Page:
Driving planes into buildings is horrendous no matter how you slice it but if you believe you are a noble jedi on a divine mission to balance the force by attacking the epitame of evil that occupy that building of sith them who can ever convince you otherwise?


Probably my deepest fear for the community if Jedi continues as a religion is that we see radicals like this. Hell - we already had one dude in the short-lived Australian order who assaulted a cop on his way to "dealing with" the Sith who have "entrenched themselves in Parliament".

Rosalyn J wrote: I have enjoyed all the responses.

Manu, you've touched on something that brought another idea to mind: thst of the "black belt". This whole idea that I'm done learning once I get.

For me it has been the opposite. I have done my greatest learning as a Knight


Likewise. Some orders define knighthood as a point where we can begin to pursue the path independently, without the direct guidance of the training relationship. And in that model, we can really pursue new frontiers in our own lives.

OB1Shinobi wrote:
The serious counterpart is real education and real training.

If you want to be a warrior, join the military- they really go to war.
If you want to be able to fight, join a fight gym- they really fight.
If you want to be a healer, try medical school, or an EMT/S program, or become a nurse- they really heal people.

That sort of thing.


As someone who has gone to university to become a psychotherapist as part of walking the Jedi Path, I agree with you on the one hand. But on the other hand we get people coming to this community from all walks, and stages, of life, and sometimes this just isn't feasible, especially in places with exorbitant costs of education. I shudder to look at how much university costs for Americans. And those loans? Damn. I also think, expecting people to get out of... well, everyday jobs, and go into specialty positions, detracts from the sense that a Jedi can come from anywhere or be anyone. If we had Jedi at the supermarket, Jedi at the nightclub, Jedi on the construction site, in the classroom, in the hospital, in the Forces, working with a trade, we'd be able to have a far better coverage of skills, and opportunities to do good. Some industries really need it. But if seeking that specialist training is within your means then by all means go for it. I've loved every step of the way so far and now I'm a school counsellor. Pretty happy with that.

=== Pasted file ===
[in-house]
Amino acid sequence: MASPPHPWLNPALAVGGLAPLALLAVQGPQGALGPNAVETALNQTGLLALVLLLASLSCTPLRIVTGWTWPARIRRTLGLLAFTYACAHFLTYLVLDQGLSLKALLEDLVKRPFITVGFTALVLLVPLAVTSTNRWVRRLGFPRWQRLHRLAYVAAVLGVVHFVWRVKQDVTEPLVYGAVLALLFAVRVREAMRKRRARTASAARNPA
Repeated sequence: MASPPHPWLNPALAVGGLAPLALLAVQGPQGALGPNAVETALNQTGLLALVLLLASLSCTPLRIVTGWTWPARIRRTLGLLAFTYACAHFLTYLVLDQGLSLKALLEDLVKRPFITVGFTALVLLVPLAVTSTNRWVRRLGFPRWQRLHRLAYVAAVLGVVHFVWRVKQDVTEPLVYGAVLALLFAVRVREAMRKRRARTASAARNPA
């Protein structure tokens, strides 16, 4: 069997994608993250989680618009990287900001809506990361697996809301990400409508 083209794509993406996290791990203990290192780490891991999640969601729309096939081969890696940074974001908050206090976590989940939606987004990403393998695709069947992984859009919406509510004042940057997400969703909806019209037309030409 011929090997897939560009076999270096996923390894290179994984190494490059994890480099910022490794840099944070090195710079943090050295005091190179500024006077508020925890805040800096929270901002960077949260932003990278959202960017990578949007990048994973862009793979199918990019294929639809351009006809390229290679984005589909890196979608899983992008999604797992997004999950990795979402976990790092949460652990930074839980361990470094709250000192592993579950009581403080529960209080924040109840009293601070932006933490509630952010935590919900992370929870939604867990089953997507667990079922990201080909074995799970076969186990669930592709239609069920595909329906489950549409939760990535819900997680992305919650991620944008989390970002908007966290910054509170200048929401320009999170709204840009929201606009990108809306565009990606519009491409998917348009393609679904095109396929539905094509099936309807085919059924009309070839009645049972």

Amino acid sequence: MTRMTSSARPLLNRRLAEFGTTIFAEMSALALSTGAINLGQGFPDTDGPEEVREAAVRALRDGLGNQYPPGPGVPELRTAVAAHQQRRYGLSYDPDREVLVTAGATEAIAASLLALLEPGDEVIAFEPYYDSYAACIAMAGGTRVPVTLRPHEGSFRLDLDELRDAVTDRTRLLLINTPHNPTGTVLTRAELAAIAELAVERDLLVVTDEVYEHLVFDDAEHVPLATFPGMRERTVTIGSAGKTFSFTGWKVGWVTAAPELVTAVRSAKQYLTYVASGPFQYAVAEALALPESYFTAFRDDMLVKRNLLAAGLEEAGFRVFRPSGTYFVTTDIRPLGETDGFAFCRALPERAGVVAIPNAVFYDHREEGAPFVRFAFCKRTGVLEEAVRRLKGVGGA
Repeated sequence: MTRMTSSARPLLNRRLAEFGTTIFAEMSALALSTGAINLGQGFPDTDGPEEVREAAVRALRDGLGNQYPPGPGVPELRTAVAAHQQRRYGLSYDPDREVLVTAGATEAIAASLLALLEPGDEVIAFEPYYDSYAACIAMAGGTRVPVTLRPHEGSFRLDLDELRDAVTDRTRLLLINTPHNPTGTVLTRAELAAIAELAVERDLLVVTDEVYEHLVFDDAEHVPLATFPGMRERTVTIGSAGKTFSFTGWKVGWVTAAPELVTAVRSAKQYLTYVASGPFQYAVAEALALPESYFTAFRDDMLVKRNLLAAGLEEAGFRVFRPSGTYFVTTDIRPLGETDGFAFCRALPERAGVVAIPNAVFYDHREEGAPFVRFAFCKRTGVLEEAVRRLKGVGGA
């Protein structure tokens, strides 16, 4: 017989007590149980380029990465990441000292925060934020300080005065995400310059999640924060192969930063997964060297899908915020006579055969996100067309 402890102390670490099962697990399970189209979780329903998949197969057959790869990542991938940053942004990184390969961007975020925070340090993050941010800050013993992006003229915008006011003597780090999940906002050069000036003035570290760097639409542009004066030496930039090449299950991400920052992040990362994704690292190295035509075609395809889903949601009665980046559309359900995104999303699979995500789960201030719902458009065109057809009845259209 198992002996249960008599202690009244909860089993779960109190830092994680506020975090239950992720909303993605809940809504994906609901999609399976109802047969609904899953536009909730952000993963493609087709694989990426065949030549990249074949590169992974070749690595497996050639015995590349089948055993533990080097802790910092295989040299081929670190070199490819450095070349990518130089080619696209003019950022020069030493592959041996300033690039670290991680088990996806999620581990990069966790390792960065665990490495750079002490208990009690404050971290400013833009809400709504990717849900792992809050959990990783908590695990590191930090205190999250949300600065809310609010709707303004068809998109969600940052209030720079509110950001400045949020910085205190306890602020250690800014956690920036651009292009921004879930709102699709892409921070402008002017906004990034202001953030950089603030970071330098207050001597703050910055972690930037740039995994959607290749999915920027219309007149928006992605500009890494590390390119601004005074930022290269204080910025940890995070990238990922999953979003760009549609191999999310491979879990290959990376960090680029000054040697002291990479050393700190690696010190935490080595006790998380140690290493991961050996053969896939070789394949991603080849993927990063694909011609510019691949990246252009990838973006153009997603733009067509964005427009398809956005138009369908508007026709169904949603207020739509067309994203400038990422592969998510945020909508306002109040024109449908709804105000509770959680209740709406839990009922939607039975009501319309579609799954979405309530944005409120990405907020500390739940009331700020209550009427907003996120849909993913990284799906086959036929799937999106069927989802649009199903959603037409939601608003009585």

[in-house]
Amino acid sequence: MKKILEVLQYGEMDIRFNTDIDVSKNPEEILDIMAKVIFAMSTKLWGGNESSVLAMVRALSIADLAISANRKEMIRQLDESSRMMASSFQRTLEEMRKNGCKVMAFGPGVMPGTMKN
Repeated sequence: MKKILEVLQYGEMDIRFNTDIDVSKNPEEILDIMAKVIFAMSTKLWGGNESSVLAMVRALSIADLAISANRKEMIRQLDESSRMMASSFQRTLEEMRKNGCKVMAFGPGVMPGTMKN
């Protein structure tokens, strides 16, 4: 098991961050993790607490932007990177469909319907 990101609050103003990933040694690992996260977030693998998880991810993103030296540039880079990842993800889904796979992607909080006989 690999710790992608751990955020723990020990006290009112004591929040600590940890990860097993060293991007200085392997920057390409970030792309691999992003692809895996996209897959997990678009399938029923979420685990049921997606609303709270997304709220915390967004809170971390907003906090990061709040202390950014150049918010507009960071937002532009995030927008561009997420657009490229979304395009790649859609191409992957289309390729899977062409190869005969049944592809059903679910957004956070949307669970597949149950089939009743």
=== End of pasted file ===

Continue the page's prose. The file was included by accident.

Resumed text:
But something I think was missing from this was one of the few lines from the Christian bible I have committed to memory. Because damn if it doesn't sum up why we do the training we do.